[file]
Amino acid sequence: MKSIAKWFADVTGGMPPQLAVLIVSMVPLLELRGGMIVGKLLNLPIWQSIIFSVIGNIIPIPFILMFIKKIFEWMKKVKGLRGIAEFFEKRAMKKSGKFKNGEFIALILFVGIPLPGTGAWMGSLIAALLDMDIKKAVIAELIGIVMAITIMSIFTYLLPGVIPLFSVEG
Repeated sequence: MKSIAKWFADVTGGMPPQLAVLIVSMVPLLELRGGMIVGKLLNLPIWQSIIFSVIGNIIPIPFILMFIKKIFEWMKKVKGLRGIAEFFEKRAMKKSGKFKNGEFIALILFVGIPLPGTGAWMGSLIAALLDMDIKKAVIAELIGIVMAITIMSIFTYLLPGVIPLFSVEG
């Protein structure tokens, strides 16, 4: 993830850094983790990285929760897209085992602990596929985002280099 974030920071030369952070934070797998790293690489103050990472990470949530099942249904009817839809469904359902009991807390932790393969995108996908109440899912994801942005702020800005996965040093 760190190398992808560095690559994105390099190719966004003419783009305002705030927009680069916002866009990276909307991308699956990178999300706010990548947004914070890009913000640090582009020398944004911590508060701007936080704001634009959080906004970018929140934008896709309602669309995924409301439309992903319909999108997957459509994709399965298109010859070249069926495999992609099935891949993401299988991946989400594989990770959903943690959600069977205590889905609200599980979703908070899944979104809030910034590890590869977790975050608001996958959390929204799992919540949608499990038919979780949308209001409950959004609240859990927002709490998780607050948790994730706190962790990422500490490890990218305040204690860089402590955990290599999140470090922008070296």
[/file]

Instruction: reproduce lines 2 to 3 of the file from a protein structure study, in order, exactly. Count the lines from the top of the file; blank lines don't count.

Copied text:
Repeated sequence: MKSIAKWFADVTGGMPPQLAVLIVSMVPLLELRGGMIVGKLLNLPIWQSIIFSVIGNIIPIPFILMFIKKIFEWMKKVKGLRGIAEFFEKRAMKKSGKFKNGEFIALILFVGIPLPGTGAWMGSLIAALLDMDIKKAVIAELIGIVMAITIMSIFTYLLPGVIPLFSVEG
């Protein structure tokens, strides 16, 4: 993830850094983790990285929760897209085992602990596929985002280099 974030920071030369952070934070797998790293690489103050990472990470949530099942249904009817839809469904359902009991807390932790393969995108996908109440899912994801942005702020800005996965040093 760190190398992808560095690559994105390099190719966004003419783009305002705030927009680069916002866009990276909307991308699956990178999300706010990548947004914070890009913000640090582009020398944004911590508060701007936080704001634009959080906004970018929140934008896709309602669309995924409301439309992903319909999108997957459509994709399965298109010859070249069926495999992609099935891949993401299988991946989400594989990770959903943690959600069977205590889905609200599980979703908070899944979104809030910034590890590869977790975050608001996958959390929204799992919540949608499990038919979780949308209001409950959004609240859990927002709490998780607050948790994730706190962790990422500490490890990218305040204690860089402590955990290599999140470090922008070296």